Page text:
Dear E. Jean: Two years ago I fell in love with a legendary superstar when he walked into an exhibition I was having in New York City. He’s 20 years older than me, a creative genius, and busier than anyone I’ve ever known. I see him at best three times a month and, at worst, once a month. He has an army of gorgeous, vivacious models/celebrities at his beck and call. This has been the cause of conflict in his past marriages. For me, “the model issue” has been obscured because we share the same artistic ambitions and he inspires me in my work. When I ventured (once!) to define us, he disappeared for two months. Should I pack it in? I guess my fear is turning on the news and seeing he’s engaged to someone more special and less difficult than me. —Almost Famous
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Almost, my love: Unfortunately, the great art of boffing a superstar is no longer being done. It has been replaced by begging the superstar for an introduction to his dealer, Larry Gagosian. So imagine my delight at your letter! In the old days (back in the twentieth century), I used to telephone young ladies who wrote to me about their celebrity love affairs and excitedly inquire who the star was. The most famous turned out to be a guitarist in a band whose album did “very well” in Japan in 1987. So I’m praying your dude is Lucian Freud, Jeff Koons, or Damien Hirst. But never mind. Forcing him to see you or stopping him from becoming engaged to “someone more special” is impossible. You can’t control what he does any more than Frida Kahlo could control Diego Rivera. Thus, you may do anything you like with the old codger—love him, leave him, paint his buttocks green. You’re an artist; you’re supposed to be “difficult.”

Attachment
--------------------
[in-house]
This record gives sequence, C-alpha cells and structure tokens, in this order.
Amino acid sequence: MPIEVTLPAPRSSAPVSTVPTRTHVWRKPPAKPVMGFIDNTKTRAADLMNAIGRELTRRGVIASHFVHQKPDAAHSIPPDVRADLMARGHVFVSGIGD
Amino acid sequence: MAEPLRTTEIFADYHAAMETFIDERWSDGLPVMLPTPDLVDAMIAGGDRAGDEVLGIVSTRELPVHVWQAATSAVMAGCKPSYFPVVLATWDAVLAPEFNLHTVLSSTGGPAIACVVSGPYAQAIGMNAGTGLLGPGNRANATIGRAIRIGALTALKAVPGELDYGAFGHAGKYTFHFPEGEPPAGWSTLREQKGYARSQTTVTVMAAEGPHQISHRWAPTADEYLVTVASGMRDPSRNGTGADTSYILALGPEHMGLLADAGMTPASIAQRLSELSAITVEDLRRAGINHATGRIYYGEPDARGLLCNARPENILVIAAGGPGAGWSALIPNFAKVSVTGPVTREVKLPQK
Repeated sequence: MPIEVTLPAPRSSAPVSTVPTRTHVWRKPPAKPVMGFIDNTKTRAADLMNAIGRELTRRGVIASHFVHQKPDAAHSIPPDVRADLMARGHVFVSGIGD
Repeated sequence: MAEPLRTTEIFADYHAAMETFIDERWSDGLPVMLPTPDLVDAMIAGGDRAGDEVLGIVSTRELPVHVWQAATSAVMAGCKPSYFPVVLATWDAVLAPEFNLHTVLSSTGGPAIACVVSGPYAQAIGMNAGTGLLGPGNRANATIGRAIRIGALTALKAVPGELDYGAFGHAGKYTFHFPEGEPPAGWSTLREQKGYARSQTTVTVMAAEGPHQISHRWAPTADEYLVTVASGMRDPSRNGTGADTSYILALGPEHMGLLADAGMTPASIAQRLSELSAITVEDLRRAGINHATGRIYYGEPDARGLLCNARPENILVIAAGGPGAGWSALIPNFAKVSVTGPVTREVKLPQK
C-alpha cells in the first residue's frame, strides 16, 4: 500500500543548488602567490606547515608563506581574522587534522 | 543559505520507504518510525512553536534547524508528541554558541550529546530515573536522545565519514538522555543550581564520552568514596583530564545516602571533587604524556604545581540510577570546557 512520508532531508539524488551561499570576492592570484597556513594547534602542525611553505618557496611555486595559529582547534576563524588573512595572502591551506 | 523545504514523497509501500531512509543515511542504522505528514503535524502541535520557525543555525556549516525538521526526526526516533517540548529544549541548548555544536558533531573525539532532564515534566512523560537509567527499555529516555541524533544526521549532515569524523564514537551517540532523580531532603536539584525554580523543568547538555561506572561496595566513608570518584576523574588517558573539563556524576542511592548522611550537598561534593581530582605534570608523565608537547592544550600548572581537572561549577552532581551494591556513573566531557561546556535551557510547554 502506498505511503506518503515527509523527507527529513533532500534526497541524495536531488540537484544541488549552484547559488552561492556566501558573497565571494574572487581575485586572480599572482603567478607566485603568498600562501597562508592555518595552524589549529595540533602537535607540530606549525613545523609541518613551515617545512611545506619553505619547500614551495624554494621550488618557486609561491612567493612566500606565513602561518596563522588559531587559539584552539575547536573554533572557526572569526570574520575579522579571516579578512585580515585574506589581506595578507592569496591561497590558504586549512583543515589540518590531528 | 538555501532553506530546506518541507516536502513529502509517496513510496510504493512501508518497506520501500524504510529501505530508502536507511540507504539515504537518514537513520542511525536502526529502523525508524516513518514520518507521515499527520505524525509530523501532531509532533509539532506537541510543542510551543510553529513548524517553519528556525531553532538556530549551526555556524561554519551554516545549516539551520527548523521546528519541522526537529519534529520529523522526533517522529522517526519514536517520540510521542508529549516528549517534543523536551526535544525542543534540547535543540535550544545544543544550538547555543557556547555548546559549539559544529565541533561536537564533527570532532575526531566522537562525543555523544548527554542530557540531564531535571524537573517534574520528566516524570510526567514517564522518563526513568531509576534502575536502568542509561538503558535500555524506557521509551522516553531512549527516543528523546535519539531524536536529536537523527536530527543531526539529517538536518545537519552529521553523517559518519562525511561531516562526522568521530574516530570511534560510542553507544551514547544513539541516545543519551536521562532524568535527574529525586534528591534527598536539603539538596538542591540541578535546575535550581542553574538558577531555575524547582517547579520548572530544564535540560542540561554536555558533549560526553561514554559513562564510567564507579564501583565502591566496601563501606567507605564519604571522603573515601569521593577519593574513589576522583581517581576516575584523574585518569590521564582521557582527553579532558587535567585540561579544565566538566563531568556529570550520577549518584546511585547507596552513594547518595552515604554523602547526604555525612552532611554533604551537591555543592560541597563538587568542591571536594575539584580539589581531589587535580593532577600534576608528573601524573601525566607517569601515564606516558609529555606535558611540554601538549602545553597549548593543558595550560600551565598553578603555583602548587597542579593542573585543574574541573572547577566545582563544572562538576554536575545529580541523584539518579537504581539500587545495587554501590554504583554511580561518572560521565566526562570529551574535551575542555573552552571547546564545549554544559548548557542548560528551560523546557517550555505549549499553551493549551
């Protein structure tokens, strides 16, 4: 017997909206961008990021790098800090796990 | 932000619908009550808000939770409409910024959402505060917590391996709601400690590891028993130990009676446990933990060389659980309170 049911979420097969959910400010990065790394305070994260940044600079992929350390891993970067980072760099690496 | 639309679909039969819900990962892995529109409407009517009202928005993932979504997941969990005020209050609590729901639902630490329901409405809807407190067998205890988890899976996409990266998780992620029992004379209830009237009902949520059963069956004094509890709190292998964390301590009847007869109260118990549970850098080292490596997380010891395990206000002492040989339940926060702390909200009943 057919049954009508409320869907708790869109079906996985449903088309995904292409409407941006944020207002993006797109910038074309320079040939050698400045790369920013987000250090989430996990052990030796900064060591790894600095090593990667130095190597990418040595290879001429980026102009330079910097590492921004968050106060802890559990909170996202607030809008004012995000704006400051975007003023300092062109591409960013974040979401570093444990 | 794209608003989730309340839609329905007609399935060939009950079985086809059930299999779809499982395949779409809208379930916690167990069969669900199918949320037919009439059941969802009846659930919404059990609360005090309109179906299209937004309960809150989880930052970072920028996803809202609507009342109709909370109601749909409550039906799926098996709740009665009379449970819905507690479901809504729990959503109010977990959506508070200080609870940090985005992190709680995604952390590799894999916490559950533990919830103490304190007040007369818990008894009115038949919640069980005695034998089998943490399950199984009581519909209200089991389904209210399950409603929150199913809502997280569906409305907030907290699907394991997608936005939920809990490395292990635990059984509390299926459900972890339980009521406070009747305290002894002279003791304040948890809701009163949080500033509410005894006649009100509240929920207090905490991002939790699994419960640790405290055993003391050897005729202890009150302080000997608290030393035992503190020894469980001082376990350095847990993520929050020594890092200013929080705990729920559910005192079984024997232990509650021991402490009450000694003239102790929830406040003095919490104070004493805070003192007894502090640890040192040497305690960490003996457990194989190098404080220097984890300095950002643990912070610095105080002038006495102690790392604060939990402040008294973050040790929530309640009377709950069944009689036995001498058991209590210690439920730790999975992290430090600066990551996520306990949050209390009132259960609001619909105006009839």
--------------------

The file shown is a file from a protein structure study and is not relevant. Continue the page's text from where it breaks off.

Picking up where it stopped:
This letter is from the E. Jean archive.